Sudden clearing of ATTR amyloidosis with cardiomyopathy seen in UK

Spontaneous disease reversal in 3 men may lead to new treatments

Lindsey Shapiro, PhD avatar

by Lindsey Shapiro, PhD |

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ATTR amyloidosis with cardiomyopathy (ATTR-CM), noting damage to the heart, is usually considered to be an irreversible condition. But in a first known reporting, the disease spontaneously resolved for three men in the U.K.

Accompanying ATTR-CM’s resolution was the presence in the bloodstream of antibodies targeted against the insoluble transthyretin protein (amyloid) deposits that cause the disease.

Researchers believe these antibodies could be leveraged to develop new treatments for ATTR-CM and other diseases marked by transthyretin buildup, including familial amyloid polyneuropathy (FAP).

“We have seen for the first time that the heart can get better with this disease,” Marianna Fontana, MD, PhD, a professor at University College London (UCL) and the report’s first author, said in a university press release. “That has not been known until now and it raises the bar for what might be possible with new treatments.”

The findings were published as a letter to the editor, titled “Antibody-Associated Reversal of ATTR Amyloidosis–Related Cardiomyopathy,” in The New England Journal of Medicine.

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Transthyretin amyloidosis, also called ATTR amyloidosis, refers to any disease marked by the buildup of amyloid deposits made of the transthyretin protein in the body’s cells. FAP is a hereditary form of ATTR that mainly affects nerve cells.

ATTR-CM can be hereditary or occur spontaneously, and it is marked by transthyretin accumulation in the heart. Patients experience cardiomyopathy — where the heart muscle has a hard time pumping blood — that can ultimately result in heart failure.

The disease is progressive and considered irreversible, with about half of all patients dying within four years of diagnosis. Currently available treatments aim to ease symptoms of heart failure but cannot target the disease’s underlying cause.

Scientists in the U.K. now reported three cases of ATTR-CM that spontaneously reversed. The three men, ages 68, 76, and 82, had reported improvements in their cardiac symptoms without the introduction of any new or potential disease-modifying treatments.

True reversal of ATTR-CM was confirmed for all three patients through a series of blood and imaging tests. Cardiovascular magnetic resonance (CMR) scans confirmed that transthyretin buildup in the heart had almost completely cleared, and that heart structure and function were nearly normal.

These findings prompted researchers to examine records from an additional 1,663 AATR-CM patients followed at the National Amyloidosis Center in London. No reports of a similar spontaneous recovery were evident for these other patients.

Decades ago, identifying that the condition had reversed would not have been easy. But newer imaging techniques like CMR help doctors to diagnose and monitor the disease more precisely, according to the scientists.

A heart muscle biopsy in one of the three men revealed an atypical inflammatory response around the transthyretin deposits. By comparison, this immune response was not seen in any of 286 biopsies taken from people with normally progressing ATTR-CM.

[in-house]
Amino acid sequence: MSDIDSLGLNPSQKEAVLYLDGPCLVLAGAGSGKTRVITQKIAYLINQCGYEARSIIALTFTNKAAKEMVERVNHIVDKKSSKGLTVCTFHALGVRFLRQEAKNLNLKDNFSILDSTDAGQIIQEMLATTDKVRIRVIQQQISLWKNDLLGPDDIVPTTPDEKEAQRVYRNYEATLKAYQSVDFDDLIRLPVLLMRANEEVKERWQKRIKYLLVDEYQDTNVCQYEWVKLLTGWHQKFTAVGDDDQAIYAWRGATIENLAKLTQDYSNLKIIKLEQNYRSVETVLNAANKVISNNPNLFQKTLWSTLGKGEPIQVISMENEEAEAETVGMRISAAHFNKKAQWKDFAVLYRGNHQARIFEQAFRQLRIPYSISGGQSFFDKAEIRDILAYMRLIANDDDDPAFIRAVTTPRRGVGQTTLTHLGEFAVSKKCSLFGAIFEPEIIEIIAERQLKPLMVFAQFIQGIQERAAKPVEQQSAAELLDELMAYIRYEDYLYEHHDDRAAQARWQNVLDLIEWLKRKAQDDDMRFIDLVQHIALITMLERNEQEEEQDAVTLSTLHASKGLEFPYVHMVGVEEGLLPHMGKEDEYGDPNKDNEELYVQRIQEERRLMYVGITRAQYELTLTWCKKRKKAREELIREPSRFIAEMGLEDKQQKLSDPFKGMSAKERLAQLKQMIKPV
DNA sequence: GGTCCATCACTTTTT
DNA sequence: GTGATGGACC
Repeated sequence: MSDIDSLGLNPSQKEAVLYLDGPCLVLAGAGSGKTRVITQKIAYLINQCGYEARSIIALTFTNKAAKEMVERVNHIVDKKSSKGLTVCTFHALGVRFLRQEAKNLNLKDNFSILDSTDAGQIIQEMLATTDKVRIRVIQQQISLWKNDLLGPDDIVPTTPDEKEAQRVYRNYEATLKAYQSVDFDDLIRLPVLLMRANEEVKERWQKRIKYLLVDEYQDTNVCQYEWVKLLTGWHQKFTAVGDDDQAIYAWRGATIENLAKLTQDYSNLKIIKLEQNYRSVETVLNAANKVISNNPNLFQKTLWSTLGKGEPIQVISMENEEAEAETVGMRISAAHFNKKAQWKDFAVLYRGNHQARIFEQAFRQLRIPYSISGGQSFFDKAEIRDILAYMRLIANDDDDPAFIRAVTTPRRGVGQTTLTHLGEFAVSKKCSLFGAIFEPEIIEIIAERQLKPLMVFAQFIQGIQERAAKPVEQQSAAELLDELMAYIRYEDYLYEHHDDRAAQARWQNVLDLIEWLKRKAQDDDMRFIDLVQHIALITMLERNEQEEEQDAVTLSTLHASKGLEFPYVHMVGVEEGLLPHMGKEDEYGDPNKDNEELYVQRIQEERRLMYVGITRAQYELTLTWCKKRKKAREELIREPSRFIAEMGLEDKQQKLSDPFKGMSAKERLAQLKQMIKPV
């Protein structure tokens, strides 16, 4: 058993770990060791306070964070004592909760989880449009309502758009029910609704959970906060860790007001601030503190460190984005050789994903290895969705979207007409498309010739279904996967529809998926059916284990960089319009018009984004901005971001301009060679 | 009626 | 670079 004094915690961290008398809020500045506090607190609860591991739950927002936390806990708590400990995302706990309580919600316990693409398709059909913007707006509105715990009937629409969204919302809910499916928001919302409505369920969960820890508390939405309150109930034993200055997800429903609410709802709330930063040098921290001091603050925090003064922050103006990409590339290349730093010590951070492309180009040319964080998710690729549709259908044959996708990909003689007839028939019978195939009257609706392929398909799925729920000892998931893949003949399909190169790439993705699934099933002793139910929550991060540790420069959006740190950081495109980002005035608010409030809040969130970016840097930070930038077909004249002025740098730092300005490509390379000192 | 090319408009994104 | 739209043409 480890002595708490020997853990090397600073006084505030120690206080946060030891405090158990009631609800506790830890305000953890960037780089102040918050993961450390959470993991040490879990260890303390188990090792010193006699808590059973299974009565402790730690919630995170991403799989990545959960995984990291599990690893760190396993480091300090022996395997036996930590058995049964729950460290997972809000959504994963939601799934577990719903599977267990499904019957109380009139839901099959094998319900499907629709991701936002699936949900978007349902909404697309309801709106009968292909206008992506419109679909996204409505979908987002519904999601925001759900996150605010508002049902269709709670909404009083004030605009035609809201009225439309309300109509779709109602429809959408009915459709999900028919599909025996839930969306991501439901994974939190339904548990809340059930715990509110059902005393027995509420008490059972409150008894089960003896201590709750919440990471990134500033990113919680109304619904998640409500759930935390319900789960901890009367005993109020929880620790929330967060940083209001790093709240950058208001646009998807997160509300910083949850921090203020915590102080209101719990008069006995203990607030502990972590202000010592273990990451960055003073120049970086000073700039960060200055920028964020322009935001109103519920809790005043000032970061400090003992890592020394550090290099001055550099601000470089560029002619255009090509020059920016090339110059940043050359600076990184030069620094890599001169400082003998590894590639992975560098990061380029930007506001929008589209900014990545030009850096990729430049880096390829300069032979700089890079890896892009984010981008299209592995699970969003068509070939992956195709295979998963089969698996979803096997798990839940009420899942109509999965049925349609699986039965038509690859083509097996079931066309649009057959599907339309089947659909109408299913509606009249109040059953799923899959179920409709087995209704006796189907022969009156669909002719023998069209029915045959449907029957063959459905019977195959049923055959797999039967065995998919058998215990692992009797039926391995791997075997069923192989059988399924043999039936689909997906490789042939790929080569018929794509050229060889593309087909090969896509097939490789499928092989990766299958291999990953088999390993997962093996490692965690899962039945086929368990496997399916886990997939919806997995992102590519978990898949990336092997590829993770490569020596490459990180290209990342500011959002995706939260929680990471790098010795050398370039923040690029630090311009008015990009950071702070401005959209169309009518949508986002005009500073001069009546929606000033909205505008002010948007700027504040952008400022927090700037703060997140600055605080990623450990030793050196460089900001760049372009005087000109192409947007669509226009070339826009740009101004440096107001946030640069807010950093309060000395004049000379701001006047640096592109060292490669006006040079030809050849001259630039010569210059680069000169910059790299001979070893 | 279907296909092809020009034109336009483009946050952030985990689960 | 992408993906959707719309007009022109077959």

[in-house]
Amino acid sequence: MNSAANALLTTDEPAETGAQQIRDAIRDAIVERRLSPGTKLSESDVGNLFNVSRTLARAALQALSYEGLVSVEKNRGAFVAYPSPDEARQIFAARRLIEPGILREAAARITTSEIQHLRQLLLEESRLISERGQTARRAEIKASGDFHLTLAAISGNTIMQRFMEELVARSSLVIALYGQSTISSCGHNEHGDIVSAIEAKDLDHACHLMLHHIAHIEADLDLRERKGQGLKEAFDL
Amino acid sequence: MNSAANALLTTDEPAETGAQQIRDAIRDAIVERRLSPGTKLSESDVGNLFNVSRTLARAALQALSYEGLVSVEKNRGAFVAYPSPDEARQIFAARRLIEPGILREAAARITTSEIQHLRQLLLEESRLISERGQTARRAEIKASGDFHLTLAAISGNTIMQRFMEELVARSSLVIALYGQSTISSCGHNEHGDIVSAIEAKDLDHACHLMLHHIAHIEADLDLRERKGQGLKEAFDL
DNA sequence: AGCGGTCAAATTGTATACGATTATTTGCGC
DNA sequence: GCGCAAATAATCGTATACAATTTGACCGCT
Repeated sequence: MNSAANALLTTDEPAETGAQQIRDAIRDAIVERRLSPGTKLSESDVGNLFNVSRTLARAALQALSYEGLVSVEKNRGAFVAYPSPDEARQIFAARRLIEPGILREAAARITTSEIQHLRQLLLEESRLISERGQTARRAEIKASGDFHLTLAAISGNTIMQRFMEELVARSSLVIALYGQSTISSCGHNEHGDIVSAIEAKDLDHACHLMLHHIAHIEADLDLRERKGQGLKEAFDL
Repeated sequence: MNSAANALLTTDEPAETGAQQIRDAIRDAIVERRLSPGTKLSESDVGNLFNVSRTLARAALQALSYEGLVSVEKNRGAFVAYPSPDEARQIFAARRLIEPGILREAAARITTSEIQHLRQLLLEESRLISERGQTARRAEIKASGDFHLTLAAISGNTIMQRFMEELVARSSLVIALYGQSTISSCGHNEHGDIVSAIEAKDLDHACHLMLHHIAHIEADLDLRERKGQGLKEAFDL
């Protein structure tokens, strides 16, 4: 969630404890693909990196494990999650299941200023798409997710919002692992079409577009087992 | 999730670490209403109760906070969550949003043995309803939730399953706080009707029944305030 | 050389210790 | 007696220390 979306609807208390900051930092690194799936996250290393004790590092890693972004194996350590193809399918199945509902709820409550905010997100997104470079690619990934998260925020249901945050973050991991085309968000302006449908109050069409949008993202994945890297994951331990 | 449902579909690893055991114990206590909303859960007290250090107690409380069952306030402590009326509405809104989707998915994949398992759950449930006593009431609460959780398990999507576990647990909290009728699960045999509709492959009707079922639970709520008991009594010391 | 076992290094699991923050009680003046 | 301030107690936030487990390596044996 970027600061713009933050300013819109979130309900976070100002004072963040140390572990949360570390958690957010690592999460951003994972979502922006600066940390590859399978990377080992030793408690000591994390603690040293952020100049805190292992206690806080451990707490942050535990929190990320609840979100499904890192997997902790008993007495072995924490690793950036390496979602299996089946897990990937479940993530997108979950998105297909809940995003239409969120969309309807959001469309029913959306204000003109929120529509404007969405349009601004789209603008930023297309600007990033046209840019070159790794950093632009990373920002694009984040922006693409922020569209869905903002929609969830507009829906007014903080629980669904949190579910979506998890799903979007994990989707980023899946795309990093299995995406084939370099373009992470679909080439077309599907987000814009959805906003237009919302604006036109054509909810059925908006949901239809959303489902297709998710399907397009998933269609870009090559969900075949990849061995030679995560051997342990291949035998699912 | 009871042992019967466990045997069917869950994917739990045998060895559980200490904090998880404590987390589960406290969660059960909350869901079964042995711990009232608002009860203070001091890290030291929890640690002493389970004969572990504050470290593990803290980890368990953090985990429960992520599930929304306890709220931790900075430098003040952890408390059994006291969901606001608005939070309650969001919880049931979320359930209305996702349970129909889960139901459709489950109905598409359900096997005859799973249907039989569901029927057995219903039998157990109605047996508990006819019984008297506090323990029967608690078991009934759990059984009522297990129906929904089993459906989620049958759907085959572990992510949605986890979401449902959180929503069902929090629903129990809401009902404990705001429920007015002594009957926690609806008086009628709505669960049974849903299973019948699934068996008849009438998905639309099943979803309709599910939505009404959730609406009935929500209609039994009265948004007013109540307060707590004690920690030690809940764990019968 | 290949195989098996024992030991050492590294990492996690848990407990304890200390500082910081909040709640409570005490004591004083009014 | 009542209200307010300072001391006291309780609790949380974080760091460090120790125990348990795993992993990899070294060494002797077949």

The scientists then identified that all three patients with reversed disease had antibodies that actively targeted transthyretin amyloid deposits in both mouse and human tissue, as well as in lab-made amyloid. Again, such antibodies were not seen in 350 other patients whose disease progressed as expected.

“The cause and clinical significance of the anti-ATTR amyloid antibodies are intriguing and presently unclear,” the scientists wrote.

“Whether these antibodies caused the patients’ recovery is not conclusively proven,” said Julian Gillmore, MD, PhD, a professor at UCL and head of the UCL Centre for Amyloidosis at the Royal Free Hospital in London. “However, our data indicates that this is highly likely.”

The team suggested these antibodies could be leveraged to develop new ways of treating ATTR-CM and other forms of transthyretin amyloidosis, like FAP. The scientists are investigating this possibility in preliminary studies.

“The clinical recovery of these patients establishes the unanticipated potential for reversibility of ATTR-CM and raises expectations for its treatment,” they wrote.

Such a therapy might be used in combination with currently investigative treatments designed to suppress transthyretin production.

A possible combination could involve NTLA-2001, a potential gene-editing therapy from Intellia Therapeutics and Regeneron Pharmaceuticals that aims to disrupt the activity of the TTR gene that’s responsible for producing transthyretin, the scientists noted. The one-time therapy particularly targets cells in the liver where this protein is mainly produced.

NTLA-2001 is headed for Phase 3 trials in both ATTR-CM and FAP patients, based on promising early data from a Phase 1 trial (NCT04601051), which Gillmore helped to lead. The Phase 3 studies could begin to open this year.

If ultimately used together, an antibody-based therapy and a treatment like NTLA-2001 would work both to clear amyloid buildup and to prevent more from being produced.

“This work not only represents a major breakthrough in our understanding of cardiac amyloidosis, but crucially opens up new possibilities for more effective treatment options,” said Jon Spiers, chief executive of the Royal Free Charity, which provided funding for the recent study.